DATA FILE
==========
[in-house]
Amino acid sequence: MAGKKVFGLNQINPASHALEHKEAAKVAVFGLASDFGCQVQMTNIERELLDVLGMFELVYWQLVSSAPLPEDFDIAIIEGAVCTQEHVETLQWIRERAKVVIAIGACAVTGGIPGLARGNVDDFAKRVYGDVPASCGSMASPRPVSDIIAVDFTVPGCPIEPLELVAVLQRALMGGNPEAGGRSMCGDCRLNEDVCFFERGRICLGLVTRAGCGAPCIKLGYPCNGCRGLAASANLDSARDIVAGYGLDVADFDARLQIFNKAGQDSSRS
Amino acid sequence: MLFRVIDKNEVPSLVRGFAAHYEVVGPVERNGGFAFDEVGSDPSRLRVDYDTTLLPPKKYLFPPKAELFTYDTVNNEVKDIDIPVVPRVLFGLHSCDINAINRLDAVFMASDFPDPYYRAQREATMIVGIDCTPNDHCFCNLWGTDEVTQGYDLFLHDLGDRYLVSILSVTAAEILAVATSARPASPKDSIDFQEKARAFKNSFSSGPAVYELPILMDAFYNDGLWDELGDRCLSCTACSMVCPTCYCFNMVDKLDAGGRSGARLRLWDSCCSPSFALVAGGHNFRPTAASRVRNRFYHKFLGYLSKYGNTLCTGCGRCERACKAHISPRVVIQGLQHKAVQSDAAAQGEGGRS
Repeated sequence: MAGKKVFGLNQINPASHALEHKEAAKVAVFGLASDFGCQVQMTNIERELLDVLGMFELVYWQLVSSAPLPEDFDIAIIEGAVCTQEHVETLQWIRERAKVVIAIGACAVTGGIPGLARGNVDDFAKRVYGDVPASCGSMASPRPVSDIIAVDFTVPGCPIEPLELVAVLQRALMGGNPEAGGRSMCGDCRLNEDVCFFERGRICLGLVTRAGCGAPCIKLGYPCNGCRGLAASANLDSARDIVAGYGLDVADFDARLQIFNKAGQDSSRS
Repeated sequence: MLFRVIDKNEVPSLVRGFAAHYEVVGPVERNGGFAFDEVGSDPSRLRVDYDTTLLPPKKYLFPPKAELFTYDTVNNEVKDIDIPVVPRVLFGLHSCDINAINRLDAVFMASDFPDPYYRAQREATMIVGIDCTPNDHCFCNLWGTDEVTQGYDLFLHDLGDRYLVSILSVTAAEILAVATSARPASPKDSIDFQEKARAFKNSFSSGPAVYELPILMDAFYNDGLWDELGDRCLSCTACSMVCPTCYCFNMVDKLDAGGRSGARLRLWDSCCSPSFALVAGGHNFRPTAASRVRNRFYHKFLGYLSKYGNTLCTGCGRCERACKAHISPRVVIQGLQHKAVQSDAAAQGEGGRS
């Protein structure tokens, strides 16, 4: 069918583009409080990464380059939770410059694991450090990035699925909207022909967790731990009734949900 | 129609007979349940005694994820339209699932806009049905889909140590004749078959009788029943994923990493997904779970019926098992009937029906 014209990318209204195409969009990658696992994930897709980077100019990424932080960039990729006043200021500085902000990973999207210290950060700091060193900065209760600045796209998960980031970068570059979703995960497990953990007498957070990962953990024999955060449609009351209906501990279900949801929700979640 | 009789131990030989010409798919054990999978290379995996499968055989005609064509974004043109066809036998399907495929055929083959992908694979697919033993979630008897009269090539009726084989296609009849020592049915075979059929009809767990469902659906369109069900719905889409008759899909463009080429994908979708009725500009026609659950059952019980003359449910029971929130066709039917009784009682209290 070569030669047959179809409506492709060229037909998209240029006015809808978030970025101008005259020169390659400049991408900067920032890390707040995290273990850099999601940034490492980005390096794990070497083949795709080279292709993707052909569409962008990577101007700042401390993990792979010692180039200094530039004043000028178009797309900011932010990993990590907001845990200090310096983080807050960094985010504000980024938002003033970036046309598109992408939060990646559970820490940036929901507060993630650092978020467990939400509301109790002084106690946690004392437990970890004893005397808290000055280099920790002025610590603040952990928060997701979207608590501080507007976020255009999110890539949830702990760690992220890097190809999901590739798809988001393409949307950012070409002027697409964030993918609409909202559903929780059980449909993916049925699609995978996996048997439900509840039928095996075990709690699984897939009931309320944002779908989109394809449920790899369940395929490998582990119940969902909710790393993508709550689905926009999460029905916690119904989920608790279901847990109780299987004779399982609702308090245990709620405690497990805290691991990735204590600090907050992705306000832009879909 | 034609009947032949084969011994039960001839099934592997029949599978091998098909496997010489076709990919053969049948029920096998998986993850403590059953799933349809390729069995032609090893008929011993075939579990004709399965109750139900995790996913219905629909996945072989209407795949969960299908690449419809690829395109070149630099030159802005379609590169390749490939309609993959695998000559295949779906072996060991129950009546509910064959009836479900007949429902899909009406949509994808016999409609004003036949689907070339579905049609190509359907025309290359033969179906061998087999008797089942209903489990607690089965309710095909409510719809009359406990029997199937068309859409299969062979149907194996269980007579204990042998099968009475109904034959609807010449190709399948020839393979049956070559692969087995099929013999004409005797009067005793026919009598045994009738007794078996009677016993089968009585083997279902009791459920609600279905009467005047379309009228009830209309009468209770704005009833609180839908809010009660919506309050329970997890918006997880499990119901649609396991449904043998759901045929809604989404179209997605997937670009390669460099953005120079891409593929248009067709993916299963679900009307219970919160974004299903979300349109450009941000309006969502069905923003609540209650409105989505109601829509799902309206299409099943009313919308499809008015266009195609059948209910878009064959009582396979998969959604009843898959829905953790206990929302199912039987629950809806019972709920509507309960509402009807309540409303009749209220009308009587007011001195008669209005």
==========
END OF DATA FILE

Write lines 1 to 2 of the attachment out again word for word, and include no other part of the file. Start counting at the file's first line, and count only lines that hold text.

[in-house]
Amino acid sequence: MAGKKVFGLNQINPASHALEHKEAAKVAVFGLASDFGCQVQMTNIERELLDVLGMFELVYWQLVSSAPLPEDFDIAIIEGAVCTQEHVETLQWIRERAKVVIAIGACAVTGGIPGLARGNVDDFAKRVYGDVPASCGSMASPRPVSDIIAVDFTVPGCPIEPLELVAVLQRALMGGNPEAGGRSMCGDCRLNEDVCFFERGRICLGLVTRAGCGAPCIKLGYPCNGCRGLAASANLDSARDIVAGYGLDVADFDARLQIFNKAGQDSSRS